Despite high Omicron community transmission rates, Fayette County schools continue in-school instruction.
Fayette Schools Superintendent Demetrus Liggins says there are no plans to move away from in-school instruction. Liggins said universal masking of students and staff make that viable, even with the highly transmissible Omicron variant. Legislation approved this week provides for up to ten remote learning days for individual schools. The current policy has allowed for ten remote learning days for the entire school district. During a Friday news briefing, Liggins said no one Lexington area school is closer to at-home instruction than another. “Each day we’re also getting constant reports of the amount spread in a school or how many positive cases have been there, so there’s no one particular school that’s on the radar at this point. That can change from day to day and from morning to afternoon, to be honest,” said Liggins.
The school district administrator stressed the health and safety of students and staff is of utmost importance. So, if conditions change to warrant remote learning, he would not hesitate to make that call.
Last fall, Dixie Elementary moved to remote learning for three days. Since then, no Fayette school has been shut down for COVID. New starting next week will be COVID testing available at each school campus on Mondays, Wednesdays, and Fridays for students and staff.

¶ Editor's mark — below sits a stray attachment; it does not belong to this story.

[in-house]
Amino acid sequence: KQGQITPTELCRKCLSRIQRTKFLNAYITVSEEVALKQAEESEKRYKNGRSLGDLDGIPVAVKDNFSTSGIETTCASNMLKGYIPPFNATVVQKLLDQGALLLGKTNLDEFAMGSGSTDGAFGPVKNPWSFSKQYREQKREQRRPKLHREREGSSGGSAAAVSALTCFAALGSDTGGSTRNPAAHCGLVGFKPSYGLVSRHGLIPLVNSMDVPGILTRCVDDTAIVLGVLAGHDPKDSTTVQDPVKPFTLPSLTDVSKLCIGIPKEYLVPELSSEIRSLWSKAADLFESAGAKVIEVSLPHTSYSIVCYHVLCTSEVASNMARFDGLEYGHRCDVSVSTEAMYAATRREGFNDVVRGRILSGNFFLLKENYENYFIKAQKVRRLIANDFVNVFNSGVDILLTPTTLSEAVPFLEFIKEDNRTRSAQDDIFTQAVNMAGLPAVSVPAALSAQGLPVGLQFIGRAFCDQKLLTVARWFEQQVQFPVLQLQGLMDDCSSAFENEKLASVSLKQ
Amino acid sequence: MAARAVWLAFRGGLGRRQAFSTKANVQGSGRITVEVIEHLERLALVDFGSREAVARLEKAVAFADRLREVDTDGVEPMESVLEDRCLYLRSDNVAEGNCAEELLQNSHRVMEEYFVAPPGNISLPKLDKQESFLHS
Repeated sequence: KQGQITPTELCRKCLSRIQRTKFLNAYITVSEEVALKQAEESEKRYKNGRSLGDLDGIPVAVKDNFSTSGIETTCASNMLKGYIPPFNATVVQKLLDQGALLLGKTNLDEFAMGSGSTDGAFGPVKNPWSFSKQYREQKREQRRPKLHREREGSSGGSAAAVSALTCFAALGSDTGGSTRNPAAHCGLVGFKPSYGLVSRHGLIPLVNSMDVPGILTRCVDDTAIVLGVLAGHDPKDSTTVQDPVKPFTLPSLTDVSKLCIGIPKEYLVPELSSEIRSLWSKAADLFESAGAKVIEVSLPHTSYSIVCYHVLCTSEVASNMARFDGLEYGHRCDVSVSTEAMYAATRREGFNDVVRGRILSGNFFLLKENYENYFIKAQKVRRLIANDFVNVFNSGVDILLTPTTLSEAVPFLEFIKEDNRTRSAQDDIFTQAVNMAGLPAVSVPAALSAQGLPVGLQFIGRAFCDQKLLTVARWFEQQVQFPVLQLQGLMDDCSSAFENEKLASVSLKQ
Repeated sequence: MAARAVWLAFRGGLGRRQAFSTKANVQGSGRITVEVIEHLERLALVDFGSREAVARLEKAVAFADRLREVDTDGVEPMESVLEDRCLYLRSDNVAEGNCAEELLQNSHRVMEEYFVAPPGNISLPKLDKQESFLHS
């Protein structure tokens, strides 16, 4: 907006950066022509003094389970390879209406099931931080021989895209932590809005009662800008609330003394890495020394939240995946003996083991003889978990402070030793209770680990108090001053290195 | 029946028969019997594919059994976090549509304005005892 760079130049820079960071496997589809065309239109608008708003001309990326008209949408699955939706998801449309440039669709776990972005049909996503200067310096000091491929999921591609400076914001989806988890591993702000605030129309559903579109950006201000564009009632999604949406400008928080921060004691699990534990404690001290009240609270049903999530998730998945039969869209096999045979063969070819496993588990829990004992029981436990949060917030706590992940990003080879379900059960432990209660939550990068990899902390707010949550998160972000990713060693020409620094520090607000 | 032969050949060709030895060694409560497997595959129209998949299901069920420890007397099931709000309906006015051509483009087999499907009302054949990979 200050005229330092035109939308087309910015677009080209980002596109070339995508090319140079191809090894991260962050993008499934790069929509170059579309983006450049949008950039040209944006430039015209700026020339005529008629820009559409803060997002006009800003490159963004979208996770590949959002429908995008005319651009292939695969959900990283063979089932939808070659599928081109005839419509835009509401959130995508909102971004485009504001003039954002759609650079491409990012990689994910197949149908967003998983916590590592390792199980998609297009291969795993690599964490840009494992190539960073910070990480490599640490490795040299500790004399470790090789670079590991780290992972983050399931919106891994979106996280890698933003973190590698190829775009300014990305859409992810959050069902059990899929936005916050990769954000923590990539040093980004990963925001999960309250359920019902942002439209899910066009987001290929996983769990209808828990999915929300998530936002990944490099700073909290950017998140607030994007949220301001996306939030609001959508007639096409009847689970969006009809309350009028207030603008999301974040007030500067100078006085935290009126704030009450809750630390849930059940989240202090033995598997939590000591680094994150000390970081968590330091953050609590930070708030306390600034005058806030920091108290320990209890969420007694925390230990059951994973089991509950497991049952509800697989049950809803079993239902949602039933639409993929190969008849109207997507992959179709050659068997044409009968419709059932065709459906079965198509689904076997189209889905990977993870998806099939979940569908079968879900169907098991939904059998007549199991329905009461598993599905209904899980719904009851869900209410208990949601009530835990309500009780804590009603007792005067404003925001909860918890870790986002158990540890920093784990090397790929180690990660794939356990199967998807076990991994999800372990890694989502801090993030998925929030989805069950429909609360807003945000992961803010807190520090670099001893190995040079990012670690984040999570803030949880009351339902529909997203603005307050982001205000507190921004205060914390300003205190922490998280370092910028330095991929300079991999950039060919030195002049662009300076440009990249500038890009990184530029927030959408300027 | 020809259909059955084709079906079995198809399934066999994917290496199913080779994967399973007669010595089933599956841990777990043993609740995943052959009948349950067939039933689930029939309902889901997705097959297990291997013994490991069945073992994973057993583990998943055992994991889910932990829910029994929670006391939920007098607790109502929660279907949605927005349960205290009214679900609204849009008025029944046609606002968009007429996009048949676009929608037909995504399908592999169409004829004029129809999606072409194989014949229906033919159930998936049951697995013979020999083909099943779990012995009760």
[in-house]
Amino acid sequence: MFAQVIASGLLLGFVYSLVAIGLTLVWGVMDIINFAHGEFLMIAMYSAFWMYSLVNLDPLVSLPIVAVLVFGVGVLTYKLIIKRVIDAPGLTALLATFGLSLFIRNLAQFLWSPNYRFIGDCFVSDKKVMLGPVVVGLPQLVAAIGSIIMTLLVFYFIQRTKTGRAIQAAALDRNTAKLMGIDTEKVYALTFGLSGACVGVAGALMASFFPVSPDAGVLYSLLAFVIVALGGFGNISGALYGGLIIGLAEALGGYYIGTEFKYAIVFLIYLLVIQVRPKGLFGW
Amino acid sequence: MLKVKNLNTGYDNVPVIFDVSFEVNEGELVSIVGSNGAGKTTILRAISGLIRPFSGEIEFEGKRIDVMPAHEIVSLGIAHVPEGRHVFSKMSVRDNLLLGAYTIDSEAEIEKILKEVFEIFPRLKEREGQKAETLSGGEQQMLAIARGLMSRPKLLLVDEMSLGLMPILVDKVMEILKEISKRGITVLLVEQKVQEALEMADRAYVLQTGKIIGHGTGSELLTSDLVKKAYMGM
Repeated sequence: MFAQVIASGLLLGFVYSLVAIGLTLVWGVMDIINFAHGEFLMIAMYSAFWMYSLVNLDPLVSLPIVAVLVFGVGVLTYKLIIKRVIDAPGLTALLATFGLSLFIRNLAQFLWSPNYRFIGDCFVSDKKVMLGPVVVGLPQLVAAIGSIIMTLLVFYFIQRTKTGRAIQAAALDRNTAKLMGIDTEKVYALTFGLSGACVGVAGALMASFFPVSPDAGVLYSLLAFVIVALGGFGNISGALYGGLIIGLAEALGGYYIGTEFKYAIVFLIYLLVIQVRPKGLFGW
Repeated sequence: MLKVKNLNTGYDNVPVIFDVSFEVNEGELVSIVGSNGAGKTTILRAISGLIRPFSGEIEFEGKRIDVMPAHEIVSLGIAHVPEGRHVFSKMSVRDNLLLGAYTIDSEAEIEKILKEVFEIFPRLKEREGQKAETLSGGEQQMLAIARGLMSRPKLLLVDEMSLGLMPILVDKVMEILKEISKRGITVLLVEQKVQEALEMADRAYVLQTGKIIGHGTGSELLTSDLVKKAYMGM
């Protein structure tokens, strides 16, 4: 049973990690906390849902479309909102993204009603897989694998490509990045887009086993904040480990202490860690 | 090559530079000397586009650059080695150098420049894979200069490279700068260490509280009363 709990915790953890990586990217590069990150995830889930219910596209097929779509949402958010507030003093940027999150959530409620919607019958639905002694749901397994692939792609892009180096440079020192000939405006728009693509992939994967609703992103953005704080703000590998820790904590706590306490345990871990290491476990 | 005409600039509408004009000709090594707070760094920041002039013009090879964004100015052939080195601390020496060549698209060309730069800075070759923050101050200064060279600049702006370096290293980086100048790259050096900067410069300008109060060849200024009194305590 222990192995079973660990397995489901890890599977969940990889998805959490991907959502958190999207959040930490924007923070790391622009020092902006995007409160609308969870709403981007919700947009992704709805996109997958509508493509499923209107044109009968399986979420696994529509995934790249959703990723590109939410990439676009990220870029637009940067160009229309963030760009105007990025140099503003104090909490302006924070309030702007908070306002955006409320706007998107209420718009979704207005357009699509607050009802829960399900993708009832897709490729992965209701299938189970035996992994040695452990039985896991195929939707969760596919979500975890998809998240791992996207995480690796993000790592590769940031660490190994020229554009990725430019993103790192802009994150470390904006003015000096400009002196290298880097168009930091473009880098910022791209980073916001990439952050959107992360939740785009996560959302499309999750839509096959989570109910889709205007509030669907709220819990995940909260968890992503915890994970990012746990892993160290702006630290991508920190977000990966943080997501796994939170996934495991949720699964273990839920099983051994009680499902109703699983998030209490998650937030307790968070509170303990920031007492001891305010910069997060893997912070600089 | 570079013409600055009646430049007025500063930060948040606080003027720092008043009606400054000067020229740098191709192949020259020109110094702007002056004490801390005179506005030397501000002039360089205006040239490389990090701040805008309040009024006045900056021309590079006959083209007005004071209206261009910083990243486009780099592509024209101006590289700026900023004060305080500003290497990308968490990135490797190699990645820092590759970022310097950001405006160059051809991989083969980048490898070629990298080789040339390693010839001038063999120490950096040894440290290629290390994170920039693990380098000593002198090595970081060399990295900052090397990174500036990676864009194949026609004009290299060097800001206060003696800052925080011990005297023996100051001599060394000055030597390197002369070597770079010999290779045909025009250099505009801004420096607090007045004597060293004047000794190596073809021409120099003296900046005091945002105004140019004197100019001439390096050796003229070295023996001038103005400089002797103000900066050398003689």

Liggins said a CDC study found less than 3% of Lexington students exposed to COVID in schools ultimately developed the disease.
The schools superintendent noted staffing remains a challenge including the transportation of students. “We are always looking for bus drivers. We still are not fully staffed with bus drivers and we will definitely continue to recruit bus drivers. So, if anyone is interested in driving a bus, even on your off time from being a camera crew and media specialist, you’re definitely welcomed to do so,” explained Liggins.
As school officials deal with a surge of the Omicron variant, Liggins said students have made some progress academically. Still, overall, the school district administrator noted it will, quote, “take years to get back on track.” Coronavirus has impacted attendance. Liggins added prior to COVID, district student attendance ran around 94%. It’s about 92% during these pandemic days.